My dedication to the field of bilingualism and cognitive aging has led to leadership opportunities, which has fostered additional collaborations with international investigators. First, in October of 2020, I formed the Bilingualism, Literacy and Languages Special Interest Group (BLL SIG), as part of the Diversity and Disparities Professional Interest Area (PIA) of the Alzheimer’s Association. I co-chair this BLL SIG with Dr. Suvarna Alladi, a neurologist based in Bangalore, India. In our monthly meetings, we discuss psychosocial and psycholinguistic issues associated with the assessment of bilingualism in the context of cognitive aging. The BLL SIG meetings include around 30 to 40 attendees on average from across the globe. These meetings provide critical information regarding the state of the field from diverse perspectives, from a linguistically and geographically diverse group of multidisciplinary scientists. Lastly, I was invited by the NIA to consult on the planning of an NIA-sponsored workshop on bilingualism and cognitive reserve and resilience. This workshop was held on March 2021, in which I presented my work and was an active panelist throughout the course of the workshop. Our efforts throughout the two-day workshop directly influenced the development of the RFA-AG-23-001 “Understanding the Role of Bilingualism in Cognitive Reserve/Resilience in Aging and AD/ADRD (R01 Clinical Trial Optional),” which was announced on October 2021.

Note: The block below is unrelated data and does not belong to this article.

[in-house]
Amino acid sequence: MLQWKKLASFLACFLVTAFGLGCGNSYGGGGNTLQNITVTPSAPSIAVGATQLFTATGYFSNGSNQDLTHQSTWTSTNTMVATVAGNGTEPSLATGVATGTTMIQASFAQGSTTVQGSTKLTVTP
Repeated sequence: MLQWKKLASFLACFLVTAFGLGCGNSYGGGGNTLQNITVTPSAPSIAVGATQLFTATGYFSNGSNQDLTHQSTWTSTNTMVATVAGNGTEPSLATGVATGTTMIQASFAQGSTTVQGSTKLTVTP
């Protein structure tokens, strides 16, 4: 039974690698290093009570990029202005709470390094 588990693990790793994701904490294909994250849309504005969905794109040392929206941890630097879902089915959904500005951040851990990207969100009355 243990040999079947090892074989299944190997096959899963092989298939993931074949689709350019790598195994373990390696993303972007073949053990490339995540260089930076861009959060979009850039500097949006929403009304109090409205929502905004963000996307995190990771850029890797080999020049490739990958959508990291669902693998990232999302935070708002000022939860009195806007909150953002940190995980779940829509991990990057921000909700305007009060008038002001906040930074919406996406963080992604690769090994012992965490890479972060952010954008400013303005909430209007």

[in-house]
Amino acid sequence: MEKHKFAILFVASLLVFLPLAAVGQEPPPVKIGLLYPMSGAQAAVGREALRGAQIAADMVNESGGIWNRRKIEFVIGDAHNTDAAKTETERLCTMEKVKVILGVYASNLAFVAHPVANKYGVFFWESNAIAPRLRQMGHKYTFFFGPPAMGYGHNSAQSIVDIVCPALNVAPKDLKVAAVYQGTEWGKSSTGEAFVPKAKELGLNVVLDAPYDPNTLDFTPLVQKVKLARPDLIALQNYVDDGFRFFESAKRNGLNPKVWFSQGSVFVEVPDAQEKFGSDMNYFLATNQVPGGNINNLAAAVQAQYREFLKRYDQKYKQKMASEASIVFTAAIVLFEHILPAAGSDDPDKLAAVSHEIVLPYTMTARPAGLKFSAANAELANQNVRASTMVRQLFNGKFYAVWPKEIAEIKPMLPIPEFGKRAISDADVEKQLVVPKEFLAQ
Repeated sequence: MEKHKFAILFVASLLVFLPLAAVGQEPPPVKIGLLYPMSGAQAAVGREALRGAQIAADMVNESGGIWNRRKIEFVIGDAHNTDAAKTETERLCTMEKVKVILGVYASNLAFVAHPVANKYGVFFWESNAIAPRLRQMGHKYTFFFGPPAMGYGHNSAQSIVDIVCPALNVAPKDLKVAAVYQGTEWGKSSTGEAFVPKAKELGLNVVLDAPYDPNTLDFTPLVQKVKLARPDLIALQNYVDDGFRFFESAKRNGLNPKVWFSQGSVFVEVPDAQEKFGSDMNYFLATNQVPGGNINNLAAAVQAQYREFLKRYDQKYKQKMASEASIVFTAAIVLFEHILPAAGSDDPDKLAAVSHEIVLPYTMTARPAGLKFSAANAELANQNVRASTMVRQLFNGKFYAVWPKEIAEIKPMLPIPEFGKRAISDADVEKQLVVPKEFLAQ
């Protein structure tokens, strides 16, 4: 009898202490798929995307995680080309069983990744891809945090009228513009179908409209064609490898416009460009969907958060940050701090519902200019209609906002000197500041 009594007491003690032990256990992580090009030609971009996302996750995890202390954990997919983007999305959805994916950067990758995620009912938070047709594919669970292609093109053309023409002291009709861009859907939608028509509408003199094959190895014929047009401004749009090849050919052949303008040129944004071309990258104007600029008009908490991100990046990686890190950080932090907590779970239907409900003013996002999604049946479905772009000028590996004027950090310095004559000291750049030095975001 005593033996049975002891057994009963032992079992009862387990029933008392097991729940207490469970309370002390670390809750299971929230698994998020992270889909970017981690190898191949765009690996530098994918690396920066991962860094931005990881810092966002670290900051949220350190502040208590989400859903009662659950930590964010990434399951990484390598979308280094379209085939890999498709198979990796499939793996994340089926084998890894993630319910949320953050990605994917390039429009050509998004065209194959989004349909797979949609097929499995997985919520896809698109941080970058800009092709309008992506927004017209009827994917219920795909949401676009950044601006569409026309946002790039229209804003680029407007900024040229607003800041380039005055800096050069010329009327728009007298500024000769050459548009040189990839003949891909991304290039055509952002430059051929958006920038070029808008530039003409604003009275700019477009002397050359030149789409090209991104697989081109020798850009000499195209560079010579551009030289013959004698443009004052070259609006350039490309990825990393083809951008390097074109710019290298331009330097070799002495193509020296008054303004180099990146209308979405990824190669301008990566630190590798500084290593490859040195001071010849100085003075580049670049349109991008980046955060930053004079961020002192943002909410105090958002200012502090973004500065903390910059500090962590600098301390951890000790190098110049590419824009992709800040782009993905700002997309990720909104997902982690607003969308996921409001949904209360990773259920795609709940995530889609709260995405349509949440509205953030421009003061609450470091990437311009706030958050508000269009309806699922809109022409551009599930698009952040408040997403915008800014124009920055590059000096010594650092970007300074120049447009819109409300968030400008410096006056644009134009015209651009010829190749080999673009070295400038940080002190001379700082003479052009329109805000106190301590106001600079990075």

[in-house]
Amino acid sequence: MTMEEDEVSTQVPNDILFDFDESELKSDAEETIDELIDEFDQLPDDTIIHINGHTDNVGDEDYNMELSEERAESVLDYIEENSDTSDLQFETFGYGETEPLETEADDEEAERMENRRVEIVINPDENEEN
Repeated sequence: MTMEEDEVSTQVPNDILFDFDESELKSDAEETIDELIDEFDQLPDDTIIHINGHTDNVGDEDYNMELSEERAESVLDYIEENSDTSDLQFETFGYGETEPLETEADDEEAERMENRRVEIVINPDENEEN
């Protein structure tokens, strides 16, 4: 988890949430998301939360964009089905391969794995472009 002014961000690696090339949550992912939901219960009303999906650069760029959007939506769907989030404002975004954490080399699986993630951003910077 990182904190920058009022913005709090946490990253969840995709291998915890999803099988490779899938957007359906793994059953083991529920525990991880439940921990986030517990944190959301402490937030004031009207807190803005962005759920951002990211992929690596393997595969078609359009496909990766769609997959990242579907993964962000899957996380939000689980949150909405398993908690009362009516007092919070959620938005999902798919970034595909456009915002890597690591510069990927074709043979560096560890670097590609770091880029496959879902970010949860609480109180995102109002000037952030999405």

Although the causes of ADRD disparities among Latinx in the US are likely multifactorial, cross-national research offers a unique opportunity to understand the social, economic, and cultural factors associated with cognitive risk and resilience across Latinx individuals residing in the US and in low-and middle-income countries (LMICs). The Harmonized Cognitive Assessment Protocol (HCAP) through the Health and Retirement Study (HRS) offers a flexible but comparable instrument for measuring cognitive function among older adults around the world through the HRS’ sister studies, such as the Mexican Health and Aging Study (MHAS) Ancillary Study on Cognitive Aging in Mexico (Mex-Cog). Within Mex-Cog, I operationalized diagnostic criteria for mild cognitive impairment (MCI) and its subtypes using an actuarial neuropsychological approach (Arce Rentería, M. et al., 2021). MCI diagnosis was assigned based on a comprehensive cognitive assessment assessing the domains of memory, executive functioning, language, and visuospatial ability. A critical aspect of the neuropsychological approach was the careful selection of a normative sample by means of the robust norms approach. Through this work, we were able to establish that the prevalence of amnestic MCI was 5.9%. Furthermore, we were able to evaluate mid-life and late-life sociodemographic and health factors that may increase risk of MCI and we found that older age, depression, low education, rurality, and midlife hypertension and diabetes were associated with higher risk of late-life MCI among older adults in Mexico. Furthermore, working with these international studies, I have developed with my colleagues Dr. Emily Briceño from the University of Michigan and Dr. Alden Gross from Johns Hopkins University, a cultural neuropsychological approach to statistical harmonization of cognitive data (Briceño, E., Arce Rentería, M. et al., 2022). The next stage of this work involves validation of the harmonized cognitive factor scores and evaluate change in cognitive status.